The remaining drones arrive and the two together make short work of them until Ivan appears, clad in seemingly the only fully functional suit made of Hammer Tech. Nearly killing them both, the two fire their repulsors at each other, causing a reaction that can only be described as comic book physics to take out Ivan. Unfortunately for the Dynamic Duo, Ivan had a failsafe, making all the downed drones explode. Rushing out with seconds to spare, Tony saves Pepper from one of the drones explosions just in time.
Landing on a nearby rooftop, Pepper gives Tony back his job as CEO and the two kiss. (Finally!) Thusly, with Ivan dead, Hammer in prison and Shield watching Tony's ass, the movie ends.
Alrighty, let's get stuck in.
Alright, what can I say about the story. I'm sure a lot of people complain about it, but honestly, I never realised there was anything wrong with it until I had to write about it. At which point, I still don't have much of an issue with it, except to say that it's very cluttered. While it's okay to watch and follow, there's a lot of things going on at once. Between Ivan, Hammer, War Machine, Tony dying, Shield's involvement, there's just a lot all happening at once which can make it seem all very confusing when having to try and talk about what's happening. They probably could have shaved out one or two of these things to make it easier to digest, but honestly, taking out any one element I feel would have only created more questions as to how to resolve things.
It's certainly a complex story, but that's not necessarily a bad thing, but now I'm gonna look at the themes. The big one, the obvious one for which I think all those threads work is that it's about Legacies. What Howard left to Tony and what Tony wants to leave to others when he thinks he's dying. On the other side, we have people like Hammer, who just wants to bring down Tony, to destroy his rival and Ivan, who has a much more personal interest in this, his father passing onto him a hatred of Stark. Basically, Howard, who Tony disliked, left him a legacy that would not only advance technology, but result in saving Tony whereas Ivan, whose father mistreated him, left him with nothing but spite against people Ivan had never even met which eventually got him killed.
Alright, gonna short hand the ones we're familiar with, Tony and Pepper are still pretty good, if not taken to more extremes in their personas as Tony goes on a deathbed booze bender and Pepper is even more neurotic due to having to now run Stark Enterprises whilst dealing with Tony.
Don Cheadle, as I covered before, I feel lacks the presence that James Rhodes should have, he's certainly a better foil to Tony, but he just doesn't feel like a military man who was decorated up the wazoo.
Justin Hammer... I hate Justin Hammer. In the comics, he's a man who has been a rival to the Stark Family for years, he's an industrialist and while not as smart as Tony or Howard, he's still a good business man and a ruthless individual. This Hammer is a twonk who so incompetent at the job for which he has gotten a GOVERNMENT CONTRACT! Had to stress that part, that he basically seems to be here for no other purpose that to be the horse's ass that facilitates this massive cock up later. It's not like such people and such things don't occur in reality. A single person can cause a dramatically epic screw up, but for a movie, why, just why? They could have had him as an old conniving business man and just have Ivan stab him in the back later, but no, they made him just so much of a stupid ass it's just hard to believe.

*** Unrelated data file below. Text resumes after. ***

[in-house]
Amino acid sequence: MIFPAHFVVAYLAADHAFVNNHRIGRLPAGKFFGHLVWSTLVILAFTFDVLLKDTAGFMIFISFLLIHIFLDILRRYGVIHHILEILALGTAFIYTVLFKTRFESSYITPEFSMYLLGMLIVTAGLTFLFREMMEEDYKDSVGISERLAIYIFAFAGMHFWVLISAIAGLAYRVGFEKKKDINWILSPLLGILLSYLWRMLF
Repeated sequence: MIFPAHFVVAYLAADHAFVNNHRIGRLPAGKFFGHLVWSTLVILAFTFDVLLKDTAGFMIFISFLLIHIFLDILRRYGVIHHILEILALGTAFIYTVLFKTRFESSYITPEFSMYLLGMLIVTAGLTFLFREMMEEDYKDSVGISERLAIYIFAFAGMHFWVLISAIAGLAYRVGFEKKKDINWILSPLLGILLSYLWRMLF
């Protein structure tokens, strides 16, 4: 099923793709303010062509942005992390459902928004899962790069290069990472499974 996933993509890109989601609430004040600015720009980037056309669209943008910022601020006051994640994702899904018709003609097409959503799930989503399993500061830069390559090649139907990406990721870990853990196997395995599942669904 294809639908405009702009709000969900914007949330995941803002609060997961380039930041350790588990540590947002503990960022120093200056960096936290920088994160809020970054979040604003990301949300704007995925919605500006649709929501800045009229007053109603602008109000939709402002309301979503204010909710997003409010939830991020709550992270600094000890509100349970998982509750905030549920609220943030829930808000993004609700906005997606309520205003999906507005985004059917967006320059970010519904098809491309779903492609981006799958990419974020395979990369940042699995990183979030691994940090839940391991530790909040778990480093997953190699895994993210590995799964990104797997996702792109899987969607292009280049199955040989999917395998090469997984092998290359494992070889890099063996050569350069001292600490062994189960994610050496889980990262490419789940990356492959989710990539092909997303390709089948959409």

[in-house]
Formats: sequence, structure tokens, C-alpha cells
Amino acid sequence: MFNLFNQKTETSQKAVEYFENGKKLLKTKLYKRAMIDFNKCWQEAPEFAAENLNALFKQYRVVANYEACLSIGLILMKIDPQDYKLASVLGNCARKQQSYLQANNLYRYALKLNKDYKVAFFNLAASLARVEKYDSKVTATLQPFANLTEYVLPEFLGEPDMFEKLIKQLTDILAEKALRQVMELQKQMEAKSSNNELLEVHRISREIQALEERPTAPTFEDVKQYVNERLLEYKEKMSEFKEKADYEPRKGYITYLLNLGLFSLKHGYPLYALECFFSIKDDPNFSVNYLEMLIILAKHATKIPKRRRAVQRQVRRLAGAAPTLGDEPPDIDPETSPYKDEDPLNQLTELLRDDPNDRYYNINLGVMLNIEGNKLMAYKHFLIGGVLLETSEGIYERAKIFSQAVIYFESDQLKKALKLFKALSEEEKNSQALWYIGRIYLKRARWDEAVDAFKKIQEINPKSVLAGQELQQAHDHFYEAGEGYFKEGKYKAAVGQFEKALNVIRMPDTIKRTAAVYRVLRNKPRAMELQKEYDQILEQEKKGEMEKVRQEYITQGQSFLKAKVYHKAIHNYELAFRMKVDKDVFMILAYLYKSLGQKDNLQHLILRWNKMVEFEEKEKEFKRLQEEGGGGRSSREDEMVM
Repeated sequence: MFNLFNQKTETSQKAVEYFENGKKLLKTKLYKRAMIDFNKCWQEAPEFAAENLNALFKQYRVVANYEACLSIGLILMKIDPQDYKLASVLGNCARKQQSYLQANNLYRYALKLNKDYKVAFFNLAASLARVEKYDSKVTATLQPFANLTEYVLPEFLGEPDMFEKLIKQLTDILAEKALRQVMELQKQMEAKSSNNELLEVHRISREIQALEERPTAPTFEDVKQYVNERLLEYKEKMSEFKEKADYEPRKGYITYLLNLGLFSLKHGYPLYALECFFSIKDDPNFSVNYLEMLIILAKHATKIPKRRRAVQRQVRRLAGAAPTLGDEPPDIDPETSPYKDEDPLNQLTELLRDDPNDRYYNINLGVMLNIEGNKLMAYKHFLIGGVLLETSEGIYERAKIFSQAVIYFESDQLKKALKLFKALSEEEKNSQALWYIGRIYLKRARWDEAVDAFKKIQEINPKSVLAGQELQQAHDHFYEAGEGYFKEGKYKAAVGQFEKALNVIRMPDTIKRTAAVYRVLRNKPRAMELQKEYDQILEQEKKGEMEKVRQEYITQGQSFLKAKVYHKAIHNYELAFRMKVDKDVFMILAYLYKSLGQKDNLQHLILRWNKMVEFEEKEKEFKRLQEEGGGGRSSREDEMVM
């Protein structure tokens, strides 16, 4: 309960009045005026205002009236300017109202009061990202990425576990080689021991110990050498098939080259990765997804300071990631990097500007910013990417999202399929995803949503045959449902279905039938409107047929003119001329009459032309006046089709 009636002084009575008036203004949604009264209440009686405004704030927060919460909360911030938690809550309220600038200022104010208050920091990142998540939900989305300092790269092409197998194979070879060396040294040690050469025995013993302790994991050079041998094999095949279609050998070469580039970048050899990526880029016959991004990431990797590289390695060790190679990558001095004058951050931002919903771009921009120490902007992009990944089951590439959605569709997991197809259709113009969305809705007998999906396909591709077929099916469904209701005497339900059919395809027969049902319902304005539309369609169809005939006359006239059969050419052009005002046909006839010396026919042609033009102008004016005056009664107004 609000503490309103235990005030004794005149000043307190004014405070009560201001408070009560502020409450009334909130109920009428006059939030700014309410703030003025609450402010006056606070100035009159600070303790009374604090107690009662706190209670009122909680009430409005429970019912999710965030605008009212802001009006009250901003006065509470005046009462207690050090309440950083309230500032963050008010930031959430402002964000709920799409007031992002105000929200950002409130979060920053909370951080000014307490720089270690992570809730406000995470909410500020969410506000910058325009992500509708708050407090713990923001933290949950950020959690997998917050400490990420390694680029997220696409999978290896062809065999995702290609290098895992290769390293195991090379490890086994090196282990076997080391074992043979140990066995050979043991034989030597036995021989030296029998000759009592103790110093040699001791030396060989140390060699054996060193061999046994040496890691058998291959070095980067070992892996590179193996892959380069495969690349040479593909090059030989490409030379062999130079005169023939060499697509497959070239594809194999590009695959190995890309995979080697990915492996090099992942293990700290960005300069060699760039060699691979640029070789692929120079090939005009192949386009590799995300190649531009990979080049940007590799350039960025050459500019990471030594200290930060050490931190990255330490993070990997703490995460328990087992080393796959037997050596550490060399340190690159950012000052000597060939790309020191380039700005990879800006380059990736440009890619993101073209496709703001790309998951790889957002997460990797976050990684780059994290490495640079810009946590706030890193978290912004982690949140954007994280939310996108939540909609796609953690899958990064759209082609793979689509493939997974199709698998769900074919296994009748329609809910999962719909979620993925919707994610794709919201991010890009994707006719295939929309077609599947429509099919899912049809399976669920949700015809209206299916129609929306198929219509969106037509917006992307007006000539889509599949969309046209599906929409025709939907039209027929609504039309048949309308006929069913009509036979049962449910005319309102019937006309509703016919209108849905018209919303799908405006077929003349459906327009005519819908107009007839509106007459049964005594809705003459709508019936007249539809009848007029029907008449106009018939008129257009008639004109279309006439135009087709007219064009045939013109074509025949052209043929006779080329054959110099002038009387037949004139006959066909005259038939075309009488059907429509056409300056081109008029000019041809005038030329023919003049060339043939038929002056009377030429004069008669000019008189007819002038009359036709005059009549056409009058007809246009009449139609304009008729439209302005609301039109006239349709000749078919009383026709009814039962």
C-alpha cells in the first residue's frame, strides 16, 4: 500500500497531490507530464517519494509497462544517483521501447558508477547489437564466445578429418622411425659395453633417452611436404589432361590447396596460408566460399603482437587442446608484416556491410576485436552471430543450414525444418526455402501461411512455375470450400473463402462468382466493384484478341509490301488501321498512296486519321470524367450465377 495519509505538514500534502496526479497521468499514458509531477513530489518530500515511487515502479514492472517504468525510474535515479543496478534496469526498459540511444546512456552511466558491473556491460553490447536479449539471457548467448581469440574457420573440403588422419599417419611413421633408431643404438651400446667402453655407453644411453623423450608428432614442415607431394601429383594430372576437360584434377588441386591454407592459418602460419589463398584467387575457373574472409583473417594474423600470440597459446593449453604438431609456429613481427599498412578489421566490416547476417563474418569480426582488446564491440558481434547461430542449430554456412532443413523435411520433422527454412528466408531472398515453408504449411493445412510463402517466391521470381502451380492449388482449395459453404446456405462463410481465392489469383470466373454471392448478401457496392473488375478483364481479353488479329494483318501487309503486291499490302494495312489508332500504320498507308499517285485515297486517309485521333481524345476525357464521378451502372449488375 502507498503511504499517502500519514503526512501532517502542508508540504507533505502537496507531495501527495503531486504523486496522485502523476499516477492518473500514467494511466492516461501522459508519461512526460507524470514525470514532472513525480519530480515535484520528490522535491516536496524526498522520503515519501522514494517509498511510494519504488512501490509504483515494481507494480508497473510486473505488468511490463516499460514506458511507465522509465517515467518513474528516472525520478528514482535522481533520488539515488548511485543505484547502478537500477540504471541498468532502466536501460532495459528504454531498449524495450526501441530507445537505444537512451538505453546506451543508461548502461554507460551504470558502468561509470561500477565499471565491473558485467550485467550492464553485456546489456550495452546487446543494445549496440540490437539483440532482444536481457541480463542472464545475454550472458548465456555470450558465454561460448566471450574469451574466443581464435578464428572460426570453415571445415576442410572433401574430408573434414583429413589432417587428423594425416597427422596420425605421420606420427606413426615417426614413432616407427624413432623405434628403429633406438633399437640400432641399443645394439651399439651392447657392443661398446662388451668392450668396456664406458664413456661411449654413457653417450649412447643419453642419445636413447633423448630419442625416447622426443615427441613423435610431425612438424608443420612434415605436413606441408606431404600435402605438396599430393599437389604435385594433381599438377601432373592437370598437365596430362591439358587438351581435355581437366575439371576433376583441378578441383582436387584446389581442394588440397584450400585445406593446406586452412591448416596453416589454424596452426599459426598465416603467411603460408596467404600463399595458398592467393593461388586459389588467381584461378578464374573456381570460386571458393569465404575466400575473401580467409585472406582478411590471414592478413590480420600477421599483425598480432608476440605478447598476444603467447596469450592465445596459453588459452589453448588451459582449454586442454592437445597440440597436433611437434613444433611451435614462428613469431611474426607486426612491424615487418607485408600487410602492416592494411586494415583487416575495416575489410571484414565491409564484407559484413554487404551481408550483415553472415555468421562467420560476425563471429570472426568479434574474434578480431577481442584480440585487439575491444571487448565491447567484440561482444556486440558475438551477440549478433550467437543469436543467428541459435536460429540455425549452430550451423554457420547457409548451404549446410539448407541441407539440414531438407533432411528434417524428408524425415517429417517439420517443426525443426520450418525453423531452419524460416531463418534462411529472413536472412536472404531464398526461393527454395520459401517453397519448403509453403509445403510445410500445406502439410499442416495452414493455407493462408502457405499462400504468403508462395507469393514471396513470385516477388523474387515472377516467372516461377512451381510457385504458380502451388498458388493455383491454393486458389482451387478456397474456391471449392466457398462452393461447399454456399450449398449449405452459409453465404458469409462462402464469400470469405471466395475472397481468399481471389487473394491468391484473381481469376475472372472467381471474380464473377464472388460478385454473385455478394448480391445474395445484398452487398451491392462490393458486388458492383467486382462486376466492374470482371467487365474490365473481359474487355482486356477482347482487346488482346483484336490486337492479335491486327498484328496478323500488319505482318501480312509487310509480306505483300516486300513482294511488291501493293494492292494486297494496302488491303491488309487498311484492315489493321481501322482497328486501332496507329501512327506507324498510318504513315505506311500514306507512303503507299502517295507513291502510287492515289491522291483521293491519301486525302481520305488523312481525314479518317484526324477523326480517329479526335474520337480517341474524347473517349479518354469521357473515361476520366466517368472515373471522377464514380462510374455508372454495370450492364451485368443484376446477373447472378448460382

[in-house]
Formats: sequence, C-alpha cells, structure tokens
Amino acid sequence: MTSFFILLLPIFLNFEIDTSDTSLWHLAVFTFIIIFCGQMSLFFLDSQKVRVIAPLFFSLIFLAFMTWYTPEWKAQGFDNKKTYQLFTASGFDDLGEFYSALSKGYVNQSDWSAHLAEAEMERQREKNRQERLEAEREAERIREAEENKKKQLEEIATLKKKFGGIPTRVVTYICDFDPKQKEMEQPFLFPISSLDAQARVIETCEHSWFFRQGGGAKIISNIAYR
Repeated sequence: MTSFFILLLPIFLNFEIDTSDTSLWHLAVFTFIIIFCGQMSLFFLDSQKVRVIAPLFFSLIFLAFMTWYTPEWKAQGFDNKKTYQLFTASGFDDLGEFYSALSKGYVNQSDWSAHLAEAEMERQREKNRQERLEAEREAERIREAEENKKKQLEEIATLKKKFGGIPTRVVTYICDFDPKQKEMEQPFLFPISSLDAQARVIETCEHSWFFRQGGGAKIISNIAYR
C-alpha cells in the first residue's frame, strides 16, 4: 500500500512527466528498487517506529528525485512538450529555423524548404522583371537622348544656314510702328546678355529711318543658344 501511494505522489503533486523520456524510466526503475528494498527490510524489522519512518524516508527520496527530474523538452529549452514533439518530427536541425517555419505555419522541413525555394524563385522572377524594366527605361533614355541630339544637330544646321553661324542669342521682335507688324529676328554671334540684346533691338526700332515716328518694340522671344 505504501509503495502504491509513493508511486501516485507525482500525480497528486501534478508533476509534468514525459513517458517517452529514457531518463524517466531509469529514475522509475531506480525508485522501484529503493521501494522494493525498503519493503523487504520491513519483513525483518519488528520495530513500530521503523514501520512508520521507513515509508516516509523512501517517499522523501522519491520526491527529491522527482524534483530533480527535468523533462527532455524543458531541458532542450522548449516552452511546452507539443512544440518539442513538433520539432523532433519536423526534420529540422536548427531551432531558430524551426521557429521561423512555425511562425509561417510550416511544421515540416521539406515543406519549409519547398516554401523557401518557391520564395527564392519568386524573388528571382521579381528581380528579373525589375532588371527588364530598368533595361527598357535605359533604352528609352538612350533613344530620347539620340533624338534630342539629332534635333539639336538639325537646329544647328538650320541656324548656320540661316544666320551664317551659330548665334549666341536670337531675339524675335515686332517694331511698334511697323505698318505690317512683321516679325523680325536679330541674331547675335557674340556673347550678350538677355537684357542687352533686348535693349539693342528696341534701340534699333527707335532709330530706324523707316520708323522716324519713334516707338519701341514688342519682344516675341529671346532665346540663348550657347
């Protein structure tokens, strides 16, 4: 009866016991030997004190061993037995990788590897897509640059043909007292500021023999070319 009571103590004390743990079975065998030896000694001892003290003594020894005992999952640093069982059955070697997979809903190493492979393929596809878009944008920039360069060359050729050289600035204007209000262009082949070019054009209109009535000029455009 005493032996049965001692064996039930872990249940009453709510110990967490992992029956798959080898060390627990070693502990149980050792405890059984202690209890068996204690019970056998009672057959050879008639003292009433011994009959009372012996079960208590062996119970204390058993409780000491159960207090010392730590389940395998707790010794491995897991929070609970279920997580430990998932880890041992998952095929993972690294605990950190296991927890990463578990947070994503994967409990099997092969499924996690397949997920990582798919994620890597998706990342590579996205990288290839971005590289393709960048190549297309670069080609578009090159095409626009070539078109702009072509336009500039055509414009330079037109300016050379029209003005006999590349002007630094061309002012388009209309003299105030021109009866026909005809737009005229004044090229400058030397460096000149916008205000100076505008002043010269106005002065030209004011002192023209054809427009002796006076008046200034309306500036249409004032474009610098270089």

Mickey Roarke, for playing a character whose comic basis is virtually non-existent here, really makes it his own and I appreciate that. Ivan Vanko is by far, one of my favourite villains in the Marvel Cinematic Universe. While I'm aware that's a fairly short list, having managed to pull ahead of the Red Skull in my opinion certainly makes him something worthwhile as a villain.
As for the Shield guys, Coulson is great, as always. Watching Jackson in a full part as Fury is an... Experience to say the least, as are many roles that man plays, but the runaway one is Johansson as Black Widow. Everything I've read with that woman, Scarlett seems to have down.
Style doesn't have as much going for it as it did in the last movie. Here, the only real background pieces worth mentioning are Ivan's apartment in Russia, which is a hole basically, very stark contrast with... Stark... I didn't intend that, but I'll take the prize and Hammer's factory, which is a bleach white show room basically. In fact, Hammer is in essence, all for show, that's his bit. While Tony is all bells and whistles with the substance underneath, Hammer does nothing but rip off Tony and leech on Ivan's work all in an attempt to outshine the former, and then seemingly wonder why it doesn't work in the end. All they needed was a trumpet doing the 'wah waaah' sound effect for this guy, really.
Other than that, in terms of style, we have to look at things besides set pieces and characters for contrast. Namely, Howard Stark's old movies on film reels, his map for a new element being laid out in a scale model. That sort of 50s World of Tomorrow vibe we get contrasting against Tony's Bleeding Edge technology helps you really define the generation gap.
Ultimately, while it has that strong theme of inheritance and legacy, it's not got much of a leap in style from the original, Bad guy dislikes Tony, tries to kill Tony, fails the first time and comes back in their own dull grey variation of his armour.
All in all, the worst I can say for this movie is that it's probably too much of a transition piece. Unlike Thor 2, which is building towards something, but relied on its main plot to do it, Iron Man 2 while passable, isn't a big enough leap from the first one and instead sits more in the same comfort zone whilst building towards Avengers.
Now then, with nothing else to say on the matter, I am apologetically Hawkeye2701 and welcome to the Review of Tomorrow.